Learning lessons from war? Inclusions and exclusions in teaching First World War history in English secondary schools
History and Memory: studies in representation of the past
Indiana University Press
Reason for embargo
The recent centenary anniversaries of the First World War have underscored how commemoration of the war is best understood as being about keeping the memory alive, especially since those who experienced it first-hand have all but disappeared. Consequently, the role of youth as vessels of memory is central. This article explores how secondary school pupils in England are integrated into centenary practices of remembrance with a particular focus on education. It will first establish the way that young people are both surrounded by and central to the commemoration of the First World War in 2014 and the role played by education in transmitting certain memories, ideas, and values to the next generation. It will then highlight which narratives of the war are included in and excluded from secondary-level classroom history teaching via a close examination of teaching content, method and purpose. In conclusion, this article will raise important concerns relating to the ‘memory messages’ that are being communicated via history teaching of the First World War and the consequences of such narratives regarding the replication of power relations, a continued inability to deal with Britain’s colonial legacy, and an uncritical normalizing of the military in the minds of young people.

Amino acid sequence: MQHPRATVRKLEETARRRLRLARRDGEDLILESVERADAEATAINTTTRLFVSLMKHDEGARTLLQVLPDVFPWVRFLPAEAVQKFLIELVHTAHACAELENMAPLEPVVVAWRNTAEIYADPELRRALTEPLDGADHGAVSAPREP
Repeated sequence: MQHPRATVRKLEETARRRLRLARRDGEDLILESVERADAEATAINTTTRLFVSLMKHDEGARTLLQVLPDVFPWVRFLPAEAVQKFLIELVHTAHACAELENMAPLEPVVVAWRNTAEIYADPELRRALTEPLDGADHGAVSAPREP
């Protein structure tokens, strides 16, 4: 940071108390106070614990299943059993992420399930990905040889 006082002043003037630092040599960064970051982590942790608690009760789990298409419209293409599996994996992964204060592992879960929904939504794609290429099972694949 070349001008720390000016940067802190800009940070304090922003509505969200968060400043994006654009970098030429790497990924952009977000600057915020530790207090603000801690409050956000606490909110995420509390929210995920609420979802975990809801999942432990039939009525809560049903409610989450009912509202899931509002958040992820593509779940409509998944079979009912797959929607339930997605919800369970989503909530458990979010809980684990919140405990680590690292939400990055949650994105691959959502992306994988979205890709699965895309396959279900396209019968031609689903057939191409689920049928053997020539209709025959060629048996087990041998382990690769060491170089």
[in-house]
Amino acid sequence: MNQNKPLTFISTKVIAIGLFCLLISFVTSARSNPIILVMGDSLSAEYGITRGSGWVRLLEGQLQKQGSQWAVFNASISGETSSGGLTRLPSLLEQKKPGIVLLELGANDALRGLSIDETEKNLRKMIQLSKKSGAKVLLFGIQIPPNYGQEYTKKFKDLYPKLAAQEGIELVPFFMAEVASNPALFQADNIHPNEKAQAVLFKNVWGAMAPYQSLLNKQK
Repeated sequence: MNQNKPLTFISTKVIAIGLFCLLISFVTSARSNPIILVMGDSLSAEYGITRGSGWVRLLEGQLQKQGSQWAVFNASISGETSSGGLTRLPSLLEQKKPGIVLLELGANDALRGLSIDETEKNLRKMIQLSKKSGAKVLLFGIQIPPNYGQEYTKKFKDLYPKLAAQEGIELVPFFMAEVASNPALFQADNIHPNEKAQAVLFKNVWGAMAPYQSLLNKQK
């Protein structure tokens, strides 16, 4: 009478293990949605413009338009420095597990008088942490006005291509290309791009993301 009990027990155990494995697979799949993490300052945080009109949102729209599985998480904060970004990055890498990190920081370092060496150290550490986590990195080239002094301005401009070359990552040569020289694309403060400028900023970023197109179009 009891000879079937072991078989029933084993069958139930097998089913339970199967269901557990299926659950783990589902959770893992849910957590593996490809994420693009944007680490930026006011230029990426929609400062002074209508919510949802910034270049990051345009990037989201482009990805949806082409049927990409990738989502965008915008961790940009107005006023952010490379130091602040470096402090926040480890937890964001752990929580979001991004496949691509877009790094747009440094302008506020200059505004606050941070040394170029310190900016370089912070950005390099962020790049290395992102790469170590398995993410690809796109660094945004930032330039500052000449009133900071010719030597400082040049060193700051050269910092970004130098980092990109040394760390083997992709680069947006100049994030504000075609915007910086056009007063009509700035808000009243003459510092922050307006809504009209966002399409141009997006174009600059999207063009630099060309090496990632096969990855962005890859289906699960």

Vol. 28, pp. 36 - 71